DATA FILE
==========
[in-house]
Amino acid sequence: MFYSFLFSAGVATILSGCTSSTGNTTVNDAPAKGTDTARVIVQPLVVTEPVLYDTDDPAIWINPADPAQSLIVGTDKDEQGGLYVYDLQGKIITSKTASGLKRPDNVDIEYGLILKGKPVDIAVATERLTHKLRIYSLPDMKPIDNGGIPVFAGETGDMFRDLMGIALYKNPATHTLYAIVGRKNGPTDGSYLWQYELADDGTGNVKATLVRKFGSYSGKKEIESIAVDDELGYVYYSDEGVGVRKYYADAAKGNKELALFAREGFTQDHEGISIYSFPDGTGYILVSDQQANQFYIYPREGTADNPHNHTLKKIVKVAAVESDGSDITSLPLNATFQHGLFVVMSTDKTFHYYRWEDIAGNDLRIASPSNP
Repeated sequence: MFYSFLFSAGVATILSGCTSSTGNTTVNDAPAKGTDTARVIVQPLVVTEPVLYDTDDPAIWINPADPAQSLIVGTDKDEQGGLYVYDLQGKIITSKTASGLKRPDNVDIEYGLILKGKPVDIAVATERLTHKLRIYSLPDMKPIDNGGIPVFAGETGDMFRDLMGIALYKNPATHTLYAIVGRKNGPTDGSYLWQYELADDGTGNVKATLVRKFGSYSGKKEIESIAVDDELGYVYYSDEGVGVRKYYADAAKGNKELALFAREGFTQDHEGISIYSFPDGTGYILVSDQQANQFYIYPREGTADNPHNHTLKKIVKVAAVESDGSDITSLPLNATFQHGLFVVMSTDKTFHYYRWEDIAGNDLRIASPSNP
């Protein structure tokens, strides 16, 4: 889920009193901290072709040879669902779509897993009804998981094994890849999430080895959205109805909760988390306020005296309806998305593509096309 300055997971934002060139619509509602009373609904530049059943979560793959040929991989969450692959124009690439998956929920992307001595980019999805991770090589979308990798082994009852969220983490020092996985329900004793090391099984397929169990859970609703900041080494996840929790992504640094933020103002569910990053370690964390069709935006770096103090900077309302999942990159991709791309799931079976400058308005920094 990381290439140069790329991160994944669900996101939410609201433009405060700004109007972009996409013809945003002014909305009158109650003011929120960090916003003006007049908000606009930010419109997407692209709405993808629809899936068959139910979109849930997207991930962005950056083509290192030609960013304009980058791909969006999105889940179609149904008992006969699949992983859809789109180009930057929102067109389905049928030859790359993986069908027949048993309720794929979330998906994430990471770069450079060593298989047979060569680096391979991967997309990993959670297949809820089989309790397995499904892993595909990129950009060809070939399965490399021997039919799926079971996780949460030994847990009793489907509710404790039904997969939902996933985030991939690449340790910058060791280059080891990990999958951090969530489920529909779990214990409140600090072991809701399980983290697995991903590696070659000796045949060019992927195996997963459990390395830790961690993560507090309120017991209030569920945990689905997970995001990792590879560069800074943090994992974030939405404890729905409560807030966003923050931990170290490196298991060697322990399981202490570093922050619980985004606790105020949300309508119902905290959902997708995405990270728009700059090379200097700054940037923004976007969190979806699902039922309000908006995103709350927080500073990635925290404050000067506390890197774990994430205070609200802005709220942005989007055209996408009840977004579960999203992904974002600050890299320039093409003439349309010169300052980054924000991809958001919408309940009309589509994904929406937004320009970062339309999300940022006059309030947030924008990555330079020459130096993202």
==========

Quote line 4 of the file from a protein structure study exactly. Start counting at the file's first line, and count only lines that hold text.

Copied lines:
């Protein structure tokens, strides 16, 4: 889920009193901290072709040879669902779509897993009804998981094994890849999430080895959205109805909760988390306020005296309806998305593509096309 300055997971934002060139619509509602009373609904530049059943979560793959040929991989969450692959124009690439998956929920992307001595980019999805991770090589979308990798082994009852969220983490020092996985329900004793090391099984397929169990859970609703900041080494996840929790992504640094933020103002569910990053370690964390069709935006770096103090900077309302999942990159991709791309799931079976400058308005920094 990381290439140069790329991160994944669900996101939410609201433009405060700004109007972009996409013809945003002014909305009158109650003011929120960090916003003006007049908000606009930010419109997407692209709405993808629809899936068959139910979109849930997207991930962005950056083509290192030609960013304009980058791909969006999105889940179609149904008992006969699949992983859809789109180009930057929102067109389905049928030859790359993986069908027949048993309720794929979330998906994430990471770069450079060593298989047979060569680096391979991967997309990993959670297949809820089989309790397995499904892993595909990129950009060809070939399965490399021997039919799926079971996780949460030994847990009793489907509710404790039904997969939902996933985030991939690449340790910058060791280059080891990990999958951090969530489920529909779990214990409140600090072991809701399980983290697995991903590696070659000796045949060019992927195996997963459990390395830790961690993560507090309120017991209030569920945990689905997970995001990792590879560069800074943090994992974030939405404890729905409560807030966003923050931990170290490196298991060697322990399981202490570093922050619980985004606790105020949300309508119902905290959902997708995405990270728009700059090379200097700054940037923004976007969190979806699902039922309000908006995103709350927080500073990635925290404050000067506390890197774990994430205070609200802005709220942005989007055209996408009840977004579960999203992904974002600050890299320039093409003439349309010169300052980054924000991809958001919408309940009309589509994904929406937004320009970062339309999300940022006059309030947030924008990555330079020459130096993202």